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Manufacturing and Data

“Today’s integrated operations go above and beyond what has been the traditional realm of process control,” says Peter Zornio, chief strategic officer of Emerson Process Management, a unit of St Louis, Illinois-based Emerson Electric Company. “We think there are three big ideas at the heart of II Ready or not, here it comes it. The first is pervasive sensing. You can get more and more data points than ever before. “Second, integrated operations means multiple disciplines can analyse and discuss data from the plant together, not just one discipline at a time. And third is the realm of big data and equally big analytics.”

In a survey of manufacturers conducted by The Economist Intelligence Unit, "86% say that during the last two years they have significantly increased the amount of production and quality control data stored for analysis. Nearly twothirds say they use sensor-generated data from networked machines—an essential element of the integrated factory—and 20% say they plan to use data from networked production machinery. Equally telling, two-thirds of those surveyed say they also use sensor-generated data from external sources, off their shop floor, for comparison purposes—a move into the more complex and analytically difficult world now generally called “big data”.[1]

The data to the right, is from a survey titled "In which of the following areas do you see greater volumes of data yielding the biggest gains?" Respondents to the survey conducted see product quality management as the area in which greater volumes of data are most likely to make the biggest difference. Nearly three-quarters (72%) pick this in their top three business areas likely to see gains from more data, a much larger proportion than for any of the other areas and 28 percentage points more than the proportion picking process controls, the number-two area of potential gains Select the top three.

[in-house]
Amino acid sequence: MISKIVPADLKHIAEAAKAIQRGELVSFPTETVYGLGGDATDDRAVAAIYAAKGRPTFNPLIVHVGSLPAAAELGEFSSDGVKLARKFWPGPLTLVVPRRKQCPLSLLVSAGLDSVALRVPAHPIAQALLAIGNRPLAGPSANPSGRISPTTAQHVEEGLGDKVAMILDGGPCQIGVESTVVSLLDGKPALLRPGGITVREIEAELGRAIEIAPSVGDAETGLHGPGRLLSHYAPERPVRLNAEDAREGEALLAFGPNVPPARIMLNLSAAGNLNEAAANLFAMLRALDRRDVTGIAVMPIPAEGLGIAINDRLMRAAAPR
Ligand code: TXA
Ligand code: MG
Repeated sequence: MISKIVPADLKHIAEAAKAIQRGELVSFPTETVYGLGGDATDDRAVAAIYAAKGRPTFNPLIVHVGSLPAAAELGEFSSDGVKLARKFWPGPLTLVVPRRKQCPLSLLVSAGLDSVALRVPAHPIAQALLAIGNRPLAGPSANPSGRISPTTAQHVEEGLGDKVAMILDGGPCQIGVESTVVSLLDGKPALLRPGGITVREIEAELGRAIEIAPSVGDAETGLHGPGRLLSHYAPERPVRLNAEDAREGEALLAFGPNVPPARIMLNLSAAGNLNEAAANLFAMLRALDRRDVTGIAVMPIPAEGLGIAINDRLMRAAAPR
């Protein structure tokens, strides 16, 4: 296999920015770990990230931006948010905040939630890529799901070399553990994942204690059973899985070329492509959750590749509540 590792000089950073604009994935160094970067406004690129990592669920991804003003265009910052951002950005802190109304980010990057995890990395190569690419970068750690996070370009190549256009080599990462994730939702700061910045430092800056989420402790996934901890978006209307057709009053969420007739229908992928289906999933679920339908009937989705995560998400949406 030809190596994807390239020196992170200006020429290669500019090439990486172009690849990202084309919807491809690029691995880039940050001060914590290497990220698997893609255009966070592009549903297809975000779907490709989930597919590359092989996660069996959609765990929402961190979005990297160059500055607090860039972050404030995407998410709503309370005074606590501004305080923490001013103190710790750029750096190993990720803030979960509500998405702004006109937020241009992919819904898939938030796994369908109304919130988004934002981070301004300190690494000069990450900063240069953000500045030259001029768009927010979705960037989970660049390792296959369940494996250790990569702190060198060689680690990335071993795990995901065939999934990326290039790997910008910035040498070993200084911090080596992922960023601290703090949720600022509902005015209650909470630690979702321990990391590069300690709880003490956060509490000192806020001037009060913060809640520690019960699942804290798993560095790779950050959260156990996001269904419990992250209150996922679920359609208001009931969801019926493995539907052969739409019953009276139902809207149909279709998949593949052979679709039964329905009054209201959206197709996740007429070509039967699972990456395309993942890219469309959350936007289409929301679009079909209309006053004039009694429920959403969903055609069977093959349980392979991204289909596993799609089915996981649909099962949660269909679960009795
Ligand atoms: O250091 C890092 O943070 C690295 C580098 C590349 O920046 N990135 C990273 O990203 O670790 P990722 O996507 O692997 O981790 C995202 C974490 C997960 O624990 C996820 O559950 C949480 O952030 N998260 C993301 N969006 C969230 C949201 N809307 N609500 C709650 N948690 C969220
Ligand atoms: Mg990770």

[1]This article and survey have been referenced from 'The Economist Intelligence Unit' July 2014)

Today's Manufacturer's are Project Driven

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an·a·lyt·ics (noun) : the discovery and communication of meaningful patterns in data. Especially valuable in areas rich with recorded information, analytics relies on the simultaneous application of statistics, computer programming and operations research to quantify performance. Analytics often favors data visualization to communicate insight

Response Time - The Latency Curve

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[2]Based on concept developed by Richard Hackathorn, Bolder Technology

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About Skedastic

Formed in 2013, Skedastic was founded to exploit big data opportunities in the manufacturing markets.

The Skedastic analytics platform utilizes experience from the financial markets and automation technologies to build applications that create context out of data streams and provide new actionable intelligence for users.

Leveraging the Internet of Things (IoT) and Machine to Machine (M2M) communications on the factory floor, the Skedastic analytics platform provides a suite of software analytic tools to help manufacturers improve their plant operations.